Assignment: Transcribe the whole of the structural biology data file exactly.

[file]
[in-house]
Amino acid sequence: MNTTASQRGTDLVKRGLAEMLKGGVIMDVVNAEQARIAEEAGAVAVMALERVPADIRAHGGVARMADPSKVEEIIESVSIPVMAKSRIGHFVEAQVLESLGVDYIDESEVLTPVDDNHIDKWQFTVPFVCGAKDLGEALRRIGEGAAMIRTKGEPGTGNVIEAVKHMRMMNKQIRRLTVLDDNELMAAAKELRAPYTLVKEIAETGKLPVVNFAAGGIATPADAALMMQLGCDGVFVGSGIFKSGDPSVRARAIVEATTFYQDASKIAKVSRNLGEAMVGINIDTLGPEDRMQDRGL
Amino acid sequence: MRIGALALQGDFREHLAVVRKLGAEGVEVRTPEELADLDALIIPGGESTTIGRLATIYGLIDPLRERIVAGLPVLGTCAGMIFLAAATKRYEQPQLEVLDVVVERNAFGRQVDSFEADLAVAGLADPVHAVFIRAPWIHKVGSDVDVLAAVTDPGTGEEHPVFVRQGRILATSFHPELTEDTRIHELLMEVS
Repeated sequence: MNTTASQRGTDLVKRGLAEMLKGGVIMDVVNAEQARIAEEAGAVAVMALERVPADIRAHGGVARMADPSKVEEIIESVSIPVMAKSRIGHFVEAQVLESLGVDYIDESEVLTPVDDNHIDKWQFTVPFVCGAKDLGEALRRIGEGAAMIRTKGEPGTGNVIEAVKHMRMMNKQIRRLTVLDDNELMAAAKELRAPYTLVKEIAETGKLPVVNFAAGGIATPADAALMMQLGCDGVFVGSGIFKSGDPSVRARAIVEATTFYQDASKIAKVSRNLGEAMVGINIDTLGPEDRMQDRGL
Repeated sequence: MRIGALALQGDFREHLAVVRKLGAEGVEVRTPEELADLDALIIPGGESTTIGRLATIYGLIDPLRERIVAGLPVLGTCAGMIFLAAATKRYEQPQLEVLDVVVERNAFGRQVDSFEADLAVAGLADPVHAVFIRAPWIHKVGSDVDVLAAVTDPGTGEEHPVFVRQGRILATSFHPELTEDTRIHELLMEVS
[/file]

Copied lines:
[in-house]
Amino acid sequence: MNTTASQRGTDLVKRGLAEMLKGGVIMDVVNAEQARIAEEAGAVAVMALERVPADIRAHGGVARMADPSKVEEIIESVSIPVMAKSRIGHFVEAQVLESLGVDYIDESEVLTPVDDNHIDKWQFTVPFVCGAKDLGEALRRIGEGAAMIRTKGEPGTGNVIEAVKHMRMMNKQIRRLTVLDDNELMAAAKELRAPYTLVKEIAETGKLPVVNFAAGGIATPADAALMMQLGCDGVFVGSGIFKSGDPSVRARAIVEATTFYQDASKIAKVSRNLGEAMVGINIDTLGPEDRMQDRGL
Amino acid sequence: MRIGALALQGDFREHLAVVRKLGAEGVEVRTPEELADLDALIIPGGESTTIGRLATIYGLIDPLRERIVAGLPVLGTCAGMIFLAAATKRYEQPQLEVLDVVVERNAFGRQVDSFEADLAVAGLADPVHAVFIRAPWIHKVGSDVDVLAAVTDPGTGEEHPVFVRQGRILATSFHPELTEDTRIHELLMEVS
Repeated sequence: MNTTASQRGTDLVKRGLAEMLKGGVIMDVVNAEQARIAEEAGAVAVMALERVPADIRAHGGVARMADPSKVEEIIESVSIPVMAKSRIGHFVEAQVLESLGVDYIDESEVLTPVDDNHIDKWQFTVPFVCGAKDLGEALRRIGEGAAMIRTKGEPGTGNVIEAVKHMRMMNKQIRRLTVLDDNELMAAAKELRAPYTLVKEIAETGKLPVVNFAAGGIATPADAALMMQLGCDGVFVGSGIFKSGDPSVRARAIVEATTFYQDASKIAKVSRNLGEAMVGINIDTLGPEDRMQDRGL
Repeated sequence: MRIGALALQGDFREHLAVVRKLGAEGVEVRTPEELADLDALIIPGGESTTIGRLATIYGLIDPLRERIVAGLPVLGTCAGMIFLAAATKRYEQPQLEVLDVVVERNAFGRQVDSFEADLAVAGLADPVHAVFIRAPWIHKVGSDVDVLAAVTDPGTGEEHPVFVRQGRILATSFHPELTEDTRIHELLMEVS